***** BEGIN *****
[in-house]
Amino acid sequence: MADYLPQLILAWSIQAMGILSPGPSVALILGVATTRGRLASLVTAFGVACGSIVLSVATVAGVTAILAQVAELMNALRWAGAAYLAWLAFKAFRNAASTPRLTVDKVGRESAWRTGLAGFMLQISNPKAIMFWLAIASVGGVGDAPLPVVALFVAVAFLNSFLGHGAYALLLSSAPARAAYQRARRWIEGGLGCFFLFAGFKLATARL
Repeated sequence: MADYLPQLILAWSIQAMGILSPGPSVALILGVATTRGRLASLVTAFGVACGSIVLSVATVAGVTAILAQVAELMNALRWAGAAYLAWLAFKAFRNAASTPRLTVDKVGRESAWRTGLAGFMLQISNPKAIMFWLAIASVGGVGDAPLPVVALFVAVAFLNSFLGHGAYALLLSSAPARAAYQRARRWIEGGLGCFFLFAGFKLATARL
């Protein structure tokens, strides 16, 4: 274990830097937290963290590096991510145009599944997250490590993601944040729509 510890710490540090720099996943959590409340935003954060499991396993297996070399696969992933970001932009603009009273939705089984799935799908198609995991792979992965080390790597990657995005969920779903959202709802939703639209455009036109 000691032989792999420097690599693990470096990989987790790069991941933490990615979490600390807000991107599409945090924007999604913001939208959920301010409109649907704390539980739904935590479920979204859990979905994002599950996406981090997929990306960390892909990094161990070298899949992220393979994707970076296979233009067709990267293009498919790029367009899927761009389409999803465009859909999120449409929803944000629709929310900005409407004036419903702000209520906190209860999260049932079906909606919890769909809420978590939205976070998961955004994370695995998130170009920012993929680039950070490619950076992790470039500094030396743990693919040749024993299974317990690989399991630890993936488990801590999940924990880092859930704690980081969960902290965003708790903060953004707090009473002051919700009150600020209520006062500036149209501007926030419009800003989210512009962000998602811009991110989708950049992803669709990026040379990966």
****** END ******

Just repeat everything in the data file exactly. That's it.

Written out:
[in-house]
Amino acid sequence: MADYLPQLILAWSIQAMGILSPGPSVALILGVATTRGRLASLVTAFGVACGSIVLSVATVAGVTAILAQVAELMNALRWAGAAYLAWLAFKAFRNAASTPRLTVDKVGRESAWRTGLAGFMLQISNPKAIMFWLAIASVGGVGDAPLPVVALFVAVAFLNSFLGHGAYALLLSSAPARAAYQRARRWIEGGLGCFFLFAGFKLATARL
Repeated sequence: MADYLPQLILAWSIQAMGILSPGPSVALILGVATTRGRLASLVTAFGVACGSIVLSVATVAGVTAILAQVAELMNALRWAGAAYLAWLAFKAFRNAASTPRLTVDKVGRESAWRTGLAGFMLQISNPKAIMFWLAIASVGGVGDAPLPVVALFVAVAFLNSFLGHGAYALLLSSAPARAAYQRARRWIEGGLGCFFLFAGFKLATARL
């Protein structure tokens, strides 16, 4: 274990830097937290963290590096991510145009599944997250490590993601944040729509 510890710490540090720099996943959590409340935003954060499991396993297996070399696969992933970001932009603009009273939705089984799935799908198609995991792979992965080390790597990657995005969920779903959202709802939703639209455009036109 000691032989792999420097690599693990470096990989987790790069991941933490990615979490600390807000991107599409945090924007999604913001939208959920301010409109649907704390539980739904935590479920979204859990979905994002599950996406981090997929990306960390892909990094161990070298899949992220393979994707970076296979233009067709990267293009498919790029367009899927761009389409999803465009859909999120449409929803944000629709929310900005409407004036419903702000209520906190209860999260049932079906909606919890769909809420978590939205976070998961955004994370695995998130170009920012993929680039950070490619950076992790470039500094030396743990693919040749024993299974317990690989399991630890993936488990801590999940924990880092859930704690980081969960902290965003708790903060953004707090009473002051919700009150600020209520006062500036149209501007926030419009800003989210512009962000998602811009991110989708950049992803669709990026040379990966």